Trade Partnerships?

The Transatlantic Trade and Investment Partnership, or TTIP, is an agreement between the EU and the US. One of the most alarming parts of the partnership (ISDS: Investor to State Dispute Settlement) would give multi-national corporations the power to sue national governments over their policies, if governments take decisions which minimise the profits of the multi-nationals.[1]

Whilst this “free trade” agreement is currently under negotiation, it could have big repercussions for farmers’ rights, the environment and public health. The TTIP could become the vessel by which corporations can increase imports of inferior quality produce into the EU.[2] This has serious repercussions for farmers who are committed to creating a sustainable food future within their local economies.

The proposed trade in these agreements is not free. It is motivated by profit not people. Our food and the land which produces it is part of a community to which we belong. The sentiment behind so-called ‘free’ trade agreements, such as TTIP, reduce the food and land which sustain us to a commodity; an asset evaluated by how much profit it can generate. This mindset leads to abuse of the land and our food system. Instead of a Trade Partnership across continents which threatens the honest livelihoods of producers, why not a trading community, which empowers producers to care for the land they steward and the people who are sustained by their produce?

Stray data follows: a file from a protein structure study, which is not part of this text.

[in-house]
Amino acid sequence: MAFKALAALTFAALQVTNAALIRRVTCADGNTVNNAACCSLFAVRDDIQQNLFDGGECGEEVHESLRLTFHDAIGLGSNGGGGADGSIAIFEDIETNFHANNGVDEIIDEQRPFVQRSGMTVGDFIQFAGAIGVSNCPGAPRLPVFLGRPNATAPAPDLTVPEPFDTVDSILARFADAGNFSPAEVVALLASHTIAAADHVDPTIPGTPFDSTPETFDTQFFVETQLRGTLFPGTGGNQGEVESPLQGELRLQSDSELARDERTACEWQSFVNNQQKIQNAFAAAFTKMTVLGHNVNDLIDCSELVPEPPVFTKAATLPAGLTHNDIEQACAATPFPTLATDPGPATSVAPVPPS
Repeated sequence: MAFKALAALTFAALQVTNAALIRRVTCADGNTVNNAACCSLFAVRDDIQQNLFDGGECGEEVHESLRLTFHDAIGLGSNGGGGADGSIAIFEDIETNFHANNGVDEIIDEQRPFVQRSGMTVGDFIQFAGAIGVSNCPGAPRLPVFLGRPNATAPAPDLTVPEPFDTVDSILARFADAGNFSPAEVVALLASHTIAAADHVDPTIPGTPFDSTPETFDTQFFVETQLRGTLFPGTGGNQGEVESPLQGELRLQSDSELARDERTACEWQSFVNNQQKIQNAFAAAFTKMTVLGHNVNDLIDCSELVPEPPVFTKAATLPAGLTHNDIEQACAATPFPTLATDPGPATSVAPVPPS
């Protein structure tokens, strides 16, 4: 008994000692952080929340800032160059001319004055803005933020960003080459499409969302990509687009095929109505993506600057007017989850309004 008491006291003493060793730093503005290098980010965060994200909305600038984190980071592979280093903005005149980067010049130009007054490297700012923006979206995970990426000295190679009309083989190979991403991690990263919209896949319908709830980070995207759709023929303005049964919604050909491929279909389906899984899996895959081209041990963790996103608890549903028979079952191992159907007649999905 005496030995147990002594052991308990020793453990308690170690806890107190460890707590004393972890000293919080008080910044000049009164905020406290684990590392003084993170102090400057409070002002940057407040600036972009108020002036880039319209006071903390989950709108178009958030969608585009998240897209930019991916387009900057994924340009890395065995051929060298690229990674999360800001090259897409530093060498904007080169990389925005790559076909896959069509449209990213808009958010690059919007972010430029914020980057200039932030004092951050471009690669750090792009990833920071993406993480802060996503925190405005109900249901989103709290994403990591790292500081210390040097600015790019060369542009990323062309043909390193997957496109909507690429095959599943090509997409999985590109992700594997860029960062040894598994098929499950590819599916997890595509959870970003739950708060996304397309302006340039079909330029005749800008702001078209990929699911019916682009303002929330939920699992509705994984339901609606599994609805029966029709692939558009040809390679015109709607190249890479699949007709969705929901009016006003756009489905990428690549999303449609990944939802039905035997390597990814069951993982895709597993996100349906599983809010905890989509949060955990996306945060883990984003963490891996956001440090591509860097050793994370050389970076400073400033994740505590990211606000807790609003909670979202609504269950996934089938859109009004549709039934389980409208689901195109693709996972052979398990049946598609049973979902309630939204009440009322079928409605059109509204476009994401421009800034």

In response to the TTIP negotiations, people-powered campaigns and protests have been generated across Europe. In the UK, people have donated money for an ad campaign to raise awareness about TTIP. A National Day of Action is planned for this Saturday, to tie in with the start of the sixth round of TTIP negotiations next Monday. Demonstrations will be launched in cities around the UK. Do join in and make your voice heard.

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1 Independent:

2 US negotiators are trying to remove regulations on GM foods and increase growth hormone and pesticide permissibility within the EU

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